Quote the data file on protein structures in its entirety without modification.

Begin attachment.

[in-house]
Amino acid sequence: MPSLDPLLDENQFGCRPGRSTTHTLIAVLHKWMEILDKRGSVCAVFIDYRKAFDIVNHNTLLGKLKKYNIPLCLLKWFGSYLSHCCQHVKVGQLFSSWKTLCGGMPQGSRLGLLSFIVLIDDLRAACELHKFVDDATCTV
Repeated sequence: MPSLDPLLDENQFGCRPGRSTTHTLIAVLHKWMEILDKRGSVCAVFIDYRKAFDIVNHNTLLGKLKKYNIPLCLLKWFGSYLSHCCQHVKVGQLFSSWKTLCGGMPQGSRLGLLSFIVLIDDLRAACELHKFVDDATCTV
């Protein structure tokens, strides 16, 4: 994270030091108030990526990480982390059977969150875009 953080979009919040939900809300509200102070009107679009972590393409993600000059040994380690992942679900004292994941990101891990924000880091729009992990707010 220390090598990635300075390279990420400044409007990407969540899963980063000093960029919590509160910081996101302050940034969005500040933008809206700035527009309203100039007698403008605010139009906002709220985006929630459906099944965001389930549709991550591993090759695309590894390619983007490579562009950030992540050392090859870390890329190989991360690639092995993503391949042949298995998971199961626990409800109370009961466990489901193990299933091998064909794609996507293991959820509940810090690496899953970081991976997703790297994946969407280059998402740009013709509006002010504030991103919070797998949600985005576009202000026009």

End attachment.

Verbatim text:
[in-house]
Amino acid sequence: MPSLDPLLDENQFGCRPGRSTTHTLIAVLHKWMEILDKRGSVCAVFIDYRKAFDIVNHNTLLGKLKKYNIPLCLLKWFGSYLSHCCQHVKVGQLFSSWKTLCGGMPQGSRLGLLSFIVLIDDLRAACELHKFVDDATCTV
Repeated sequence: MPSLDPLLDENQFGCRPGRSTTHTLIAVLHKWMEILDKRGSVCAVFIDYRKAFDIVNHNTLLGKLKKYNIPLCLLKWFGSYLSHCCQHVKVGQLFSSWKTLCGGMPQGSRLGLLSFIVLIDDLRAACELHKFVDDATCTV
């Protein structure tokens, strides 16, 4: 994270030091108030990526990480982390059977969150875009 953080979009919040939900809300509200102070009107679009972590393409993600000059040994380690992942679900004292994941990101891990924000880091729009992990707010 220390090598990635300075390279990420400044409007990407969540899963980063000093960029919590509160910081996101302050940034969005500040933008809206700035527009309203100039007698403008605010139009906002709220985006929630459906099944965001389930549709991550591993090759695309590894390619983007490579562009950030992540050392090859870390890329190989991360690639092995993503391949042949298995998971199961626990409800109370009961466990489901193990299933091998064909794609996507293991959820509940810090690496899953970081991976997703790297994946969407280059998402740009013709509006002010504030991103919070797998949600985005576009202000026009």